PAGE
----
In a cynical example of reverse racism, Uncle Rushbo was loudly asserting (“Please don’t throw me in that briar patch!”) that America couldn’t (in good conscience?) impeach the first President of Pan-African heritage.  Wasn’t his wink, wink, nudge, nudge implied in the tone of his voice?

As the Memorial Day Weekend for 2013 approaches, we realize that once again we have waited too long for making a serious effort for applying for a press pass to cover the 24 hour endurance race at Le Mans in France.

Formulating a game plan that blends serendipity safaris in search of interesting photo opportunities with attempts to offer unique observations about the contemporary political scene in the USA may sound a bit too whimsical to be practical, but the sad truth is that a freelance pundit is not bound by the implied obligations of party affiliation and can therefore make snide remarks about the emperor’s new clothes if the occupant of the White House is a Democrat or a Republican.

A hybrid combination of three dot journalism and the Gonzo style of reporting gives a columnist a great deal of latitude for making editorial and photo decisions.

For example in the San Francisco area, a new bridge is being built to replace one that is 75 years old.  Readers in Los Angles, New York City, and Fremantle could care less about a new bridge between Treasure Island and Oakland.  When the bridge encounters delays because of faulty bolts and the entire project is put in jeopardy, the news value of an item about that bit of local news gains some additional news value.  If the integrity of the entire project comes into question because of some greedy short cuts, then a mention of a topic that has not been used in the mainstream media becomes more pragmatic.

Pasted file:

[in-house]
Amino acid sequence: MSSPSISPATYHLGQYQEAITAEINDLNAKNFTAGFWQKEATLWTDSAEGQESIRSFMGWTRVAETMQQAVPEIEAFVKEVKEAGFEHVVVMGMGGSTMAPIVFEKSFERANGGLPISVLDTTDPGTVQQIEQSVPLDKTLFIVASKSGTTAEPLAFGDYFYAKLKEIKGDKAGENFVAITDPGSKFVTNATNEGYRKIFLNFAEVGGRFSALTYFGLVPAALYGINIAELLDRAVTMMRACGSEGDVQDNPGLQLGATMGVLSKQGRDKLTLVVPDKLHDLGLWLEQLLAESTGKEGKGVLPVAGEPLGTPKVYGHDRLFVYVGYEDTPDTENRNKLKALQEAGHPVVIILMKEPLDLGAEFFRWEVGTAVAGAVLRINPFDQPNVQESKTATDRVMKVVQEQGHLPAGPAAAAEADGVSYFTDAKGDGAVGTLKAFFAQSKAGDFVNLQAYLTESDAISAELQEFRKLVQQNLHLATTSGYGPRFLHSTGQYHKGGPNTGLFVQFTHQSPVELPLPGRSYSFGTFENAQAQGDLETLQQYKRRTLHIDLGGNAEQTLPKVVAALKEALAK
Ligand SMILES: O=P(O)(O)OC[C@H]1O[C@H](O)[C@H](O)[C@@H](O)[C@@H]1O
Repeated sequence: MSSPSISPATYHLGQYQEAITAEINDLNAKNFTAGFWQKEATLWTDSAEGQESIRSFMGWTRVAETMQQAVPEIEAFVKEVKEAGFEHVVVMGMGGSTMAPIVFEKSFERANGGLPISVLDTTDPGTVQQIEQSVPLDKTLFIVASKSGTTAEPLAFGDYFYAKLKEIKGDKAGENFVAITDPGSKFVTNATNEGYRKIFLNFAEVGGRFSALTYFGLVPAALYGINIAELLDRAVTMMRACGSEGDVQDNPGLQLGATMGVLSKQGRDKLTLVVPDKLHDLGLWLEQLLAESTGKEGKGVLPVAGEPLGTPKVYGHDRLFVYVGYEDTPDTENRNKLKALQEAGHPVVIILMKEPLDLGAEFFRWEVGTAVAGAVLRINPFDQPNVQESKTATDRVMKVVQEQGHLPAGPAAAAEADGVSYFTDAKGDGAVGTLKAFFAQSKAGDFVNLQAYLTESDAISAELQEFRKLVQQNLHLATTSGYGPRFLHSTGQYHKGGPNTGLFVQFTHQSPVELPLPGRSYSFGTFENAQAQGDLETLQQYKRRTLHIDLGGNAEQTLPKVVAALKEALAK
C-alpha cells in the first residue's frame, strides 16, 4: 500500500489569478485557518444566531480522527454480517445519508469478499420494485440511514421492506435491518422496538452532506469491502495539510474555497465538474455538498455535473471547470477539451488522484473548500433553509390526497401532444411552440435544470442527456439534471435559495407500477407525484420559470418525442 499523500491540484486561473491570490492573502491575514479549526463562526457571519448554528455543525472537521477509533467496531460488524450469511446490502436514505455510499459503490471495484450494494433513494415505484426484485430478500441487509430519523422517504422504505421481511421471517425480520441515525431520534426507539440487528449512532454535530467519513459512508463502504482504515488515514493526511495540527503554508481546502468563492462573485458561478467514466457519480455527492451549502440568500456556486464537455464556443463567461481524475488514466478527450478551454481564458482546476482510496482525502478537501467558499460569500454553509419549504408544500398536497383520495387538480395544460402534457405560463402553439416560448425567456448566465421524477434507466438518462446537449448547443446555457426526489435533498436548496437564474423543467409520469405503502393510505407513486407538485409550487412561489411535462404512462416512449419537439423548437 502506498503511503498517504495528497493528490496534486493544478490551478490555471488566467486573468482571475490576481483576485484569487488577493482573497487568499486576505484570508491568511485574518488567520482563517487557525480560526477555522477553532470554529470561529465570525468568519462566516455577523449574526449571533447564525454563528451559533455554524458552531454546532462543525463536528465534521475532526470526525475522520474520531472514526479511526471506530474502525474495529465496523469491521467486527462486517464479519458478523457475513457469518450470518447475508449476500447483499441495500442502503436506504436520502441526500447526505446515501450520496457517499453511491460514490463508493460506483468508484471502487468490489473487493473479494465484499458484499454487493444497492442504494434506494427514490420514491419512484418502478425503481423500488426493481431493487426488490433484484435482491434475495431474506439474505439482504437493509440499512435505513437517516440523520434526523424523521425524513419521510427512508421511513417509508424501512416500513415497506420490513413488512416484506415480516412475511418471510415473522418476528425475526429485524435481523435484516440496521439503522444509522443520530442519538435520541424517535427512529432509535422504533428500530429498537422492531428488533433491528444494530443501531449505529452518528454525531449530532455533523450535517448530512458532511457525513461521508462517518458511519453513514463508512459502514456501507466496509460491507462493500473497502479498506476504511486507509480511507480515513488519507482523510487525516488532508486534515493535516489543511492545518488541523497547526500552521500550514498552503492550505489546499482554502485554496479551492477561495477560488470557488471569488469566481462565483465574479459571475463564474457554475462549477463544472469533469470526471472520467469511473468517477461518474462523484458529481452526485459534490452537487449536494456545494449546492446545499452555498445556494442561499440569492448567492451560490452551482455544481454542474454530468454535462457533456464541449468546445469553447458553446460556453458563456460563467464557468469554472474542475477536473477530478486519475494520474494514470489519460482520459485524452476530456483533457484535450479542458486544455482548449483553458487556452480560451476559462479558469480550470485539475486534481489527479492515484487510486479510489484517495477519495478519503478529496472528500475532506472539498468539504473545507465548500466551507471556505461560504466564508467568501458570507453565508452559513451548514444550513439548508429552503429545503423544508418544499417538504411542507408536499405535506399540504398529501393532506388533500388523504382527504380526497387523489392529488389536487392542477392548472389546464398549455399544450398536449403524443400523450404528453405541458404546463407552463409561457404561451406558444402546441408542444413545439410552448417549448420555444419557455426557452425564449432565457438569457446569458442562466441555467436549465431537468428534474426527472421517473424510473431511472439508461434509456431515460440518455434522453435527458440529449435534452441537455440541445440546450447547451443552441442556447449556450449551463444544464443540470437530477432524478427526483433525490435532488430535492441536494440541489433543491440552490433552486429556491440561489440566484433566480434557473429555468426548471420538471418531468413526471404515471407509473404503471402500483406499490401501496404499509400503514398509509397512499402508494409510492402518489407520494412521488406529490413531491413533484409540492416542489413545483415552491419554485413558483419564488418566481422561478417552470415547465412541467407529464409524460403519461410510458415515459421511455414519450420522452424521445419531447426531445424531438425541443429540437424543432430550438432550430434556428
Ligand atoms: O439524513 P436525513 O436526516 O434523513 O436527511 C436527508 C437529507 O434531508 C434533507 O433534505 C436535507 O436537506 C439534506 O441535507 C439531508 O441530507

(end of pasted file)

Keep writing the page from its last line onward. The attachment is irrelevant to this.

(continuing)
When the future of the project is called into question, a renegade pundit can muse about the curiosity factor of the possibility that the bigger a crime is, the less likely it is that some poltroon (we learned that word while reading some H. L. Mencken) will serve time in prison.  Perhaps we could do an entire column about the possibility that there is some kind of inverse proportion linking the amount of money involved in the commission of a crime and the length of a prison sentence.  Didn’t Jean Valjean learn that lesson first hand many moons ago?

One other advantage to inventing a writing style that combines three dot journalism with the Gonzo school of first hand observations is that it makes it much more difficult for trolls to disrupt the flow with a bumper sticker slogan.  Isn’t it more compassionate to toss them an occasional malapropism and watch them go into an ecstatic trance when they have the opportunity to point out the “mistake”?

What’s not to love about an esoteric and arcane tidbit of information that will cause a WTF meltdown reaction?  Could the Bay Bridge Bolts be compared to the Warren Commission’s exhibit no. 399?


Commentators from both the Republican and Democratic Parties seem to be in agreement about the fact that the United States Supreme Court decision on gay marriages could go either way (15 yard penalty for inappropriate cliché?) but a rogue columnist can have the opinion that a decision that could be compared to a walk off grand slam homerun for conservatives is a gimme call for cynics.


Journalists partial to either the Democratic or the Republican Parties seem to be in agreement about the reliability factor for the unhackable electronic voting machines.  Hunter S. Thompson (the godfather of Gonzo) might, if he were still alive and ranting, advise his fans to embrace a more cynical assessment.

General Douglas MacArthur said:  “It is fatal to enter any war without the will to win it.”

The disk jockey will augment the music with a playing of Edward R. Murrow’s “Orchestrated Hell” broadcast.  The tunes for playing us out (“We’ll do it live!”) will be the Andrew sisters’ “Boogie Woogie Bugle Boy,” Edith Piaf’s “Mon Legionnaire,”  and Marlene Deitrich’s “Lilly Marlene.”  We have to go prepare for celebrating National Tap Dancing Day and National Towel Day (in honor of writer Douglas Adams) simultaneously on Saturday.  Have a “ya mean people get paid to do this?” type week.

May 21, 2013

Benghazi, IRS, AP stories: A shameful double standard

Filed under: Uncategorized — Greg in cheeseland @ 8:57 pm

Author’s note:
This article was originally published on the Madison Independent Examiner. Links to all of my sources (and more interesting reading) is available there. I encourage readers here to check them out. More of my articles are available for reading on my home page.

Full text (no hyperlinks):